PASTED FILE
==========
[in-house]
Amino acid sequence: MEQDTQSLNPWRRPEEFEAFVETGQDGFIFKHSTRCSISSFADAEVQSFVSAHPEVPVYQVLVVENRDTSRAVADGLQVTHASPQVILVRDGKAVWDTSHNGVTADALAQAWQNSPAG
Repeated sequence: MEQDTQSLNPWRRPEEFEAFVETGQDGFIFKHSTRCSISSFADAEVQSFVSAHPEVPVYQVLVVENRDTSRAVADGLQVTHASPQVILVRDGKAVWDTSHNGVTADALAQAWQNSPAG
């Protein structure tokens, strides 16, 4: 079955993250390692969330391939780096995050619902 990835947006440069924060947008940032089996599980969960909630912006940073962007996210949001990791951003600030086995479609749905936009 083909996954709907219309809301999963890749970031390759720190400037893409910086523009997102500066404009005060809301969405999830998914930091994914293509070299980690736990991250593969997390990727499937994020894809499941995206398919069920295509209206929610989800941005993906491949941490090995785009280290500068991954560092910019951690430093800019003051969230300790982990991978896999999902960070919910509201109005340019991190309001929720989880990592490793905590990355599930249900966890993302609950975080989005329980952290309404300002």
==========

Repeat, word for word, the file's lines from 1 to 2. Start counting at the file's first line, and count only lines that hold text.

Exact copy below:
[in-house]
Amino acid sequence: MEQDTQSLNPWRRPEEFEAFVETGQDGFIFKHSTRCSISSFADAEVQSFVSAHPEVPVYQVLVVENRDTSRAVADGLQVTHASPQVILVRDGKAVWDTSHNGVTADALAQAWQNSPAG